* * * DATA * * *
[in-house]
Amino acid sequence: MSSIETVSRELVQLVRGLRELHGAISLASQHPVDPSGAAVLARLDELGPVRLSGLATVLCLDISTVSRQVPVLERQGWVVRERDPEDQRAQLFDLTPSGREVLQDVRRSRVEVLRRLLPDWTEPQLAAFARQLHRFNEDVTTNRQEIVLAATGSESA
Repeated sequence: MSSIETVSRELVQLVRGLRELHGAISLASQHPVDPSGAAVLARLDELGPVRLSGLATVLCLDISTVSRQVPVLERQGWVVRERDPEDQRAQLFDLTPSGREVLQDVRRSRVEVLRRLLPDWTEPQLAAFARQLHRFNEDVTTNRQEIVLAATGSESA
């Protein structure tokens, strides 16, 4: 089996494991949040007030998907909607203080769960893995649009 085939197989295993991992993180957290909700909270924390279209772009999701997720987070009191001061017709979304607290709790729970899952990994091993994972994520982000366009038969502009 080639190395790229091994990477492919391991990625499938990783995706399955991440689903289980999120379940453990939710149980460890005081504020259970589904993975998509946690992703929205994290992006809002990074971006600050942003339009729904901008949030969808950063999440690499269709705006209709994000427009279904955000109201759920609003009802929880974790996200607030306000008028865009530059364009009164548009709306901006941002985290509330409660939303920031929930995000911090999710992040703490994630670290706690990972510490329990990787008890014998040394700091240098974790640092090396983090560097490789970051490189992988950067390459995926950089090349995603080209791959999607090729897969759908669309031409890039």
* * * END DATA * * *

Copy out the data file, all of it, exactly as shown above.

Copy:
[in-house]
Amino acid sequence: MSSIETVSRELVQLVRGLRELHGAISLASQHPVDPSGAAVLARLDELGPVRLSGLATVLCLDISTVSRQVPVLERQGWVVRERDPEDQRAQLFDLTPSGREVLQDVRRSRVEVLRRLLPDWTEPQLAAFARQLHRFNEDVTTNRQEIVLAATGSESA
Repeated sequence: MSSIETVSRELVQLVRGLRELHGAISLASQHPVDPSGAAVLARLDELGPVRLSGLATVLCLDISTVSRQVPVLERQGWVVRERDPEDQRAQLFDLTPSGREVLQDVRRSRVEVLRRLLPDWTEPQLAAFARQLHRFNEDVTTNRQEIVLAATGSESA
């Protein structure tokens, strides 16, 4: 089996494991949040007030998907909607203080769960893995649009 085939197989295993991992993180957290909700909270924390279209772009999701997720987070009191001061017709979304607290709790729970899952990994091993994972994520982000366009038969502009 080639190395790229091994990477492919391991990625499938990783995706399955991440689903289980999120379940453990939710149980460890005081504020259970589904993975998509946690992703929205994290992006809002990074971006600050942003339009729904901008949030969808950063999440690499269709705006209709994000427009279904955000109201759920609003009802929880974790996200607030306000008028865009530059364009009164548009709306901006941002985290509330409660939303920031929930995000911090999710992040703490994630670290706690990972510490329990990787008890014998040394700091240098974790640092090396983090560097490789970051490189992988950067390459995926950089090349995603080209791959999607090729897969759908669309031409890039």